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Women, like men, only cheaper.

The days of industrial hours working and bums-in-seats mentality need to be put behind us all. This approach simply doesn’t fit with today’s working cultures or with how we live, parent and work. It’s time for some new approaches and fresh thinking. Here Claire Fry, Founding Partner of the Juggling Act, talks pay gaps, parenting and what can be done to address these crucial issues.

As we approach the second gender pay gap reporting deadline on the 4th of April, society continues to ask the question: why does there continue to be such a gap between male and female salaries and bonuses? How we pay (or don’t pay) working mothers is a big piece of the puzzle.

The history of pay gaps

First a little background. Gender Pay Gap Reporting came into force in April 2018. Employers with 250 or more employees are required by law to publish their figures comparing men and women’s average pay across the organisation. This legislation is in contrast to The Equal Pay Act, from 1970, which made it illegal to pay women lower rates than men for the same work. The Equal Pay Act is known informally as ‘equal pay, for equal work’.

Gender Pay Gap Reporting looks instead at the measure of the difference between men’s and women’s average earnings across an organisation or sector. It is expressed as a percentage of men’s earnings. In other words, if most of your support staff are women and most of your leadership team is male, you’re going to have a big gender pay gap.

The part-time myth

In my consulting work through Pale Blue Coaching I work with organisations to help them close their gender pay gaps in a variety of ways. Now through our research for The Juggling Act, Lucy, Chris and I are seeing a continued theme: companies are pro-rating pay (and bonuses) for working mothers who are theoretically only working 3 or 4 days a week, but in fact the reality is very different. In her book, ‘Becoming’, the fabulous Michelle Obama describes the situation succinctly:

“What I didn’t realise-and this would also go into my file of things many of us learn too late – is that a part-time job, especially when it’s meant to be a scaled-down version of your previously full-time job, can be something of a trap. Or at least that’s how it played out for me. At work, I was still attending all the meetings I always had while also grappling with most of the same responsibilities. The only real difference was that I now made half my original salary and was trying to cram everything into a twenty-hour week”.

What I didn’t realise-and this would also go into my file of things many of us learn too late – is that a part-time job, especially when it’s meant to be a scaled-down version of your previously full-time job, can be something of a trap. Or at least that’s how it played out for me. At work, I was still attending all the meetings I always had while also grappling with most of the same responsibilities. The only real difference was that I now made half my original salary and was trying to cram everything into a twenty-hour week”

Michelle Obama, Becoming

Ending the pro-rating penalty

At the Juggling Act we want to see organisations ending the practice of pro-rating pay for working parents. In fact, for any employee who wants to spend slightly less time in the office. As long as the individual is delivering on stretch targets against a fully-scoped role, this will be a positive thing for all involved. So many mothers – and an increasing number of fathers – tell us how they technically work 4 out of 5 days, but that actually no one else is picking up the other elements of their role. It doesn’t get distributed to other team members. So where does it go?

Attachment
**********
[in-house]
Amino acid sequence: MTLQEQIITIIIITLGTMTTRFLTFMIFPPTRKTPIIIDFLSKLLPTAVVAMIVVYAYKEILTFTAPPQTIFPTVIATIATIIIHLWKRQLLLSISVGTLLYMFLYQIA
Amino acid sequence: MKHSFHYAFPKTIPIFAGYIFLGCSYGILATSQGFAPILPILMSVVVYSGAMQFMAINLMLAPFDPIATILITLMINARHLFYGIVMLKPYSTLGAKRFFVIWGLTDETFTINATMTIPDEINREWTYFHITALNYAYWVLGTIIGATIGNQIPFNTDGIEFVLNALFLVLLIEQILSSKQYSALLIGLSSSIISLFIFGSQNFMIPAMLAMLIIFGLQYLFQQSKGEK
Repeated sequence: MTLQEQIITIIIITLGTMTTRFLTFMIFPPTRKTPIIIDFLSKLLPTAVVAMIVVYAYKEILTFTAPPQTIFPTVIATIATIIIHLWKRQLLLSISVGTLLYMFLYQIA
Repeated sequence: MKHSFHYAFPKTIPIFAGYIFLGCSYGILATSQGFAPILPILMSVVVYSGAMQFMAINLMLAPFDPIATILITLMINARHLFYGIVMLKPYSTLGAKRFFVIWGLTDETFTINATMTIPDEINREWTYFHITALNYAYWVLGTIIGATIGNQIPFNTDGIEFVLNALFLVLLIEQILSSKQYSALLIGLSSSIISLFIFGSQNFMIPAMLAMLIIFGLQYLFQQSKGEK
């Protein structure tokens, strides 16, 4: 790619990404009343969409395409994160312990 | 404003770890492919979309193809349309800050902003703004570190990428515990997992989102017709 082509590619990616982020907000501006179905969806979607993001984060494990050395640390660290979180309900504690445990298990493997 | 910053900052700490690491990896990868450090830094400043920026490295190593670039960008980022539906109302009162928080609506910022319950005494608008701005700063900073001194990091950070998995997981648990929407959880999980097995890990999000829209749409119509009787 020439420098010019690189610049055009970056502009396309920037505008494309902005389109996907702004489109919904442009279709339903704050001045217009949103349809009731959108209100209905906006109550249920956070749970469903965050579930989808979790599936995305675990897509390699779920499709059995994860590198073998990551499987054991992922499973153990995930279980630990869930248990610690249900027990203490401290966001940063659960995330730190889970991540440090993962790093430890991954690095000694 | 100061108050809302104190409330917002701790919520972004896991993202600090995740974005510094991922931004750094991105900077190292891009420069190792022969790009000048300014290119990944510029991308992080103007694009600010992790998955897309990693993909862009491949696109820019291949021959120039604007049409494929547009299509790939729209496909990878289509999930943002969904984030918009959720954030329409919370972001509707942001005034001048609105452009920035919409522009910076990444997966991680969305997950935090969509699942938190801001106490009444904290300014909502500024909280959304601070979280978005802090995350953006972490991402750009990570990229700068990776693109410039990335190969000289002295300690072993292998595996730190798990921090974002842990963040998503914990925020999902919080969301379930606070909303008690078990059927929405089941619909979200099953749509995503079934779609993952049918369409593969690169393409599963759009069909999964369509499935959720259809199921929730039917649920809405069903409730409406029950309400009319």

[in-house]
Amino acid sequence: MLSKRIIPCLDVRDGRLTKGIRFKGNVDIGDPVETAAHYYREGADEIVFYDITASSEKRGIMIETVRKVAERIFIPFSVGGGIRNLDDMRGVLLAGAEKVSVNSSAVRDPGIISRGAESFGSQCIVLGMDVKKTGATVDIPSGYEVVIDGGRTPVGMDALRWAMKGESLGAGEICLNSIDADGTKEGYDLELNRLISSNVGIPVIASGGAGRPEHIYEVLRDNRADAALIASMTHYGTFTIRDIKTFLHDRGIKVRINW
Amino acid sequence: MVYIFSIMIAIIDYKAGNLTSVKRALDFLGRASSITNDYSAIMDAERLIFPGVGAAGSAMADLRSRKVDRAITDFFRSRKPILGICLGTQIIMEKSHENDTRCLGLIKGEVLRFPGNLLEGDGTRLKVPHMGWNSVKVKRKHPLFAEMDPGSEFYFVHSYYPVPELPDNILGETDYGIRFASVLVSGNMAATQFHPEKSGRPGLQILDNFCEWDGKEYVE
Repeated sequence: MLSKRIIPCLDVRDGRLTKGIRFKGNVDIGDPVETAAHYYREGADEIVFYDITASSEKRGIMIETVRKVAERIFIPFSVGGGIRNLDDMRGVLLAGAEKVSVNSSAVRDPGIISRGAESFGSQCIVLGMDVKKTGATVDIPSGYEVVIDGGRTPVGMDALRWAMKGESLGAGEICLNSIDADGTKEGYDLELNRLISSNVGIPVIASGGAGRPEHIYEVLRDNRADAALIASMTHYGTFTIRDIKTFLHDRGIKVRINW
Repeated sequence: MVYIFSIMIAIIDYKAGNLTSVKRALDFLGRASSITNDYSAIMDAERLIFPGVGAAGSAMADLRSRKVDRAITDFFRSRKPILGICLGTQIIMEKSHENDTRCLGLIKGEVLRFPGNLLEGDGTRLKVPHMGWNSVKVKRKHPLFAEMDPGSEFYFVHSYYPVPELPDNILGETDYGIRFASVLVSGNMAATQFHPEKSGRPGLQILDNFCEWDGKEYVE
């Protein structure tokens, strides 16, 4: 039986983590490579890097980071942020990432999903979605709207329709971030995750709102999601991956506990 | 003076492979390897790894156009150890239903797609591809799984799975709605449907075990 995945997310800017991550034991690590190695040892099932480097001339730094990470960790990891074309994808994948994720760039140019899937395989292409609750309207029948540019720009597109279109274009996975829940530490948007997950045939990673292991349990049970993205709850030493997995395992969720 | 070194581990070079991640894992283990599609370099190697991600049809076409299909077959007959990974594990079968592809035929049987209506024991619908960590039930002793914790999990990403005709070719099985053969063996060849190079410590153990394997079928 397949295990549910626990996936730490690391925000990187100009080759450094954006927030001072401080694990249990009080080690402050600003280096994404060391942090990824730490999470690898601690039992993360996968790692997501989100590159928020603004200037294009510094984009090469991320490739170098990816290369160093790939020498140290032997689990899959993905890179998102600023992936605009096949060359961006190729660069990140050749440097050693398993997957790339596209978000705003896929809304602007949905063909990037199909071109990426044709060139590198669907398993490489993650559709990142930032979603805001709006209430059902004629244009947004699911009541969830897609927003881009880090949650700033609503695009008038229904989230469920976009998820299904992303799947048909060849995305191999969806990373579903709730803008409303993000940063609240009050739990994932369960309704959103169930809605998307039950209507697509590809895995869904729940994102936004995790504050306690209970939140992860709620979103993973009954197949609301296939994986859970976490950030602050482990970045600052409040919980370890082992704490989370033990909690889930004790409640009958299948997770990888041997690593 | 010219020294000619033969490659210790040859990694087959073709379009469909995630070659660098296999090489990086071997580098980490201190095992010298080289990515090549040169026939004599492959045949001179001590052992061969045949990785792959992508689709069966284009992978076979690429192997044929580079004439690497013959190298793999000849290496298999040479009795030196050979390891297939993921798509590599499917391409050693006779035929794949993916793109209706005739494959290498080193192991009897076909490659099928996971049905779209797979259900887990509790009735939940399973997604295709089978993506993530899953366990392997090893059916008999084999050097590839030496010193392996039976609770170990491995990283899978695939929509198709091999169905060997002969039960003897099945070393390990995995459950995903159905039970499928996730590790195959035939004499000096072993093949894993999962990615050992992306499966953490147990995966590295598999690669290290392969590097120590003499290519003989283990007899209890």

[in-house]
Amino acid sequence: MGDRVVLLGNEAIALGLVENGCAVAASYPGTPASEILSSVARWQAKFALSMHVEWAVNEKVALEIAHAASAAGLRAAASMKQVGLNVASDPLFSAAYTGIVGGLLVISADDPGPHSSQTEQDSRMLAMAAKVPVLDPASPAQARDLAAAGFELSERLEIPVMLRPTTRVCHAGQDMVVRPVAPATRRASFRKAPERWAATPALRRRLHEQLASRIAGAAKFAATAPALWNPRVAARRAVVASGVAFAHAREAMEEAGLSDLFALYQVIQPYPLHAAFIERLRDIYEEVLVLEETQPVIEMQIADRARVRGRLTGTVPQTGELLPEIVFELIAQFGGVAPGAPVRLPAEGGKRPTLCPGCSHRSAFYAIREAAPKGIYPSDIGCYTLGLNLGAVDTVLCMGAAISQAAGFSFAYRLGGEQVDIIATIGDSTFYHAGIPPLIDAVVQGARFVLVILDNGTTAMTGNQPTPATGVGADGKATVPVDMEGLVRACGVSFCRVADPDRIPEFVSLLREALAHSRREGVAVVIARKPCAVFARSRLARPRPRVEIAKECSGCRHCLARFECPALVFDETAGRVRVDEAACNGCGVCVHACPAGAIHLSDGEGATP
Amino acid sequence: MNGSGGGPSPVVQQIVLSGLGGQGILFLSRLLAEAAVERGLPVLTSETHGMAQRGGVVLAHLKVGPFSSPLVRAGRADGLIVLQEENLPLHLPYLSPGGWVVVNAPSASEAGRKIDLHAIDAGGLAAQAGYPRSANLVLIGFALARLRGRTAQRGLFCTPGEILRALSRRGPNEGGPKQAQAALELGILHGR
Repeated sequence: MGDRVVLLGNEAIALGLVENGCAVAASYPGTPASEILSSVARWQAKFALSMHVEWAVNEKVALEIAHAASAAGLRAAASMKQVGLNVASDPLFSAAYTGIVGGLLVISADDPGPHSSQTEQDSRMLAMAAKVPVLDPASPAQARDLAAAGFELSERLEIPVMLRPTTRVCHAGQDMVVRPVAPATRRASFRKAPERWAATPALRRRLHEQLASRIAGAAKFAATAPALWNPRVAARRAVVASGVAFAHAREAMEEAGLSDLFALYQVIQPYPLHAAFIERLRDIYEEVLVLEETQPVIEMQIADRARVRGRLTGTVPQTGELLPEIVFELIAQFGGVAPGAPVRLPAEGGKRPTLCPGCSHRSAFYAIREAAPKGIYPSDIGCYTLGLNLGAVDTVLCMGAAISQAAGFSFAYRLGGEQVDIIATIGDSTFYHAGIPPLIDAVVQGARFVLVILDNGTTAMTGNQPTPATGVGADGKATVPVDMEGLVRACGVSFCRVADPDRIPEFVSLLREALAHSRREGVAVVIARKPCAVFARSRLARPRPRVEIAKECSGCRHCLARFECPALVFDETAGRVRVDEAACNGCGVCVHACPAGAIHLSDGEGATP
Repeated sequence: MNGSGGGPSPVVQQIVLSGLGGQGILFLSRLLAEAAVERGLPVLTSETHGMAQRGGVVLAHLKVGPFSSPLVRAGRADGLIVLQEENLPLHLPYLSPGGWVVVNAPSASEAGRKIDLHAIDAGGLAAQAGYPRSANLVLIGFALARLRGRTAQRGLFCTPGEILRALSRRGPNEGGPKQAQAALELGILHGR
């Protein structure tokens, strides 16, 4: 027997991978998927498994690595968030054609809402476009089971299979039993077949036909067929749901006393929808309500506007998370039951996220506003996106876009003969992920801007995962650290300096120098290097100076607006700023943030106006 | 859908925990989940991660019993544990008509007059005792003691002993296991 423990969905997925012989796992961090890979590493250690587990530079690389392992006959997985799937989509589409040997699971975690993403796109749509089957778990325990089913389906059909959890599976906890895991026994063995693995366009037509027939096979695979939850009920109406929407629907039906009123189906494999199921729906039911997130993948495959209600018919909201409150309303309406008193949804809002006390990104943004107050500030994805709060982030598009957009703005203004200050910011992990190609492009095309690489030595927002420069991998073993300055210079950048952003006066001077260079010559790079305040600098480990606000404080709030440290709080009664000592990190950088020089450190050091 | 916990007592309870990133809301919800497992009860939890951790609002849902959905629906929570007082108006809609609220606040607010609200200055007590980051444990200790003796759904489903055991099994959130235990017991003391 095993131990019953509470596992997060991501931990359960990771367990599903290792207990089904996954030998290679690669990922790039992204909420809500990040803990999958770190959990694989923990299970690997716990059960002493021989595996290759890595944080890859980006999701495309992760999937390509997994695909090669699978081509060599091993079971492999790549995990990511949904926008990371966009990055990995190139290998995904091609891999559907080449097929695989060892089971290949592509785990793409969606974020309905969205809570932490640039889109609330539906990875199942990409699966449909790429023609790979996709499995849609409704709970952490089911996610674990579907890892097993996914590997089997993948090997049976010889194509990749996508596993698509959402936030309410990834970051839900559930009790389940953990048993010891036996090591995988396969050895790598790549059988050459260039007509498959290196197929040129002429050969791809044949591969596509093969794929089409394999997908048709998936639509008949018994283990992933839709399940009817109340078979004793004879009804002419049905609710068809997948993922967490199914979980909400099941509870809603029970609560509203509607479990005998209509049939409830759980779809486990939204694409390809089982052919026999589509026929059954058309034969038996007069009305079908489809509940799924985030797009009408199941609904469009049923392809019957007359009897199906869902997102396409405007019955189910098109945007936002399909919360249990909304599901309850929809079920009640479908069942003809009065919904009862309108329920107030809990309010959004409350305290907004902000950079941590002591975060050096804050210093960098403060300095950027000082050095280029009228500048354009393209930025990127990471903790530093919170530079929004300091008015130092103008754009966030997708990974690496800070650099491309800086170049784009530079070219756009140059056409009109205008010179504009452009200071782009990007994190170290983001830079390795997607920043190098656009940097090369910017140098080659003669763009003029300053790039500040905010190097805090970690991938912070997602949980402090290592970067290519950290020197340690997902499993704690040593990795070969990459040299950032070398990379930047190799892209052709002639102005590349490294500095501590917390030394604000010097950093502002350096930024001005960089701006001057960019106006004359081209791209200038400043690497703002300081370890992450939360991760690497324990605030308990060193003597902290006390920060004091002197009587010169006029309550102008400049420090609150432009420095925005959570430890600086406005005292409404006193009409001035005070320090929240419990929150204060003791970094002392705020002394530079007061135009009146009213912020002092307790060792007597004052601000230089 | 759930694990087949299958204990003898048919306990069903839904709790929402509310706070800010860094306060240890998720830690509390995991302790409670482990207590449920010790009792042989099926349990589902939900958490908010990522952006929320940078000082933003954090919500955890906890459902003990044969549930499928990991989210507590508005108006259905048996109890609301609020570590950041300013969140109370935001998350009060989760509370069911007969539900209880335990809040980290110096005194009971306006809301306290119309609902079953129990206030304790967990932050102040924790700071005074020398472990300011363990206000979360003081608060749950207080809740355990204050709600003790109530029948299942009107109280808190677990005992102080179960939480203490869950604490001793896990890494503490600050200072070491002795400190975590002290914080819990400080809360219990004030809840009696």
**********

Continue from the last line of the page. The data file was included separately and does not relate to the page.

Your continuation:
Often, the answer is nowhere. It stays with you. It’s a huge negative contributor to the #genderpaygap as a result. Time and time again we hear about how working mothers are logging in every chance they get: on the weekends, when the kid(s) are in bed, when the person’s partner is around, or whenever they can snatch a moment (or several hours). It’s the female advertising exec going into the office on a Sunday (!) the fund manager-mother writing a client presentation well into the night, the HR director getting up before her toddler does to sneak in a few precious hours of email catch-up. It’s not doing the work itself – all parents know you just have to juggle as best you can with small children – it’s the not getting paid for it.

The days of industrial hours working and bums-in-seats mentality need to be put behind us all. It doesn’t fit with today’s working cultures or with how we live, parent and work. It’s time for some new approaches and fresh thinking. Anna Whitehouse’s fantastic #flexappeal campaign is a making huge in-roads to the kind of change that is needed, but getting paid for the work, however it is achieved, is the crucial next step. Child care costs a fortune, let’s stop short-changing the great employees we have, just because they happen to be parents.

#workingparents #getpaidforwhatyoudo #stopproratingpay 

Why the Juggling Act?

In 2017, shortly before their sons were born, both Claire and Lucy attended pre-natal classes with their spouses through Bump & Baby Club,
the leading independent provider of antenatal classes in London. Here they developed friendships with other working mothers. As everybody’s babies grew, the late-night whatsapp chats between them changed from conversations about feeding, burping and swaddling towards going back to work. Many of the parents shared the same conundrums: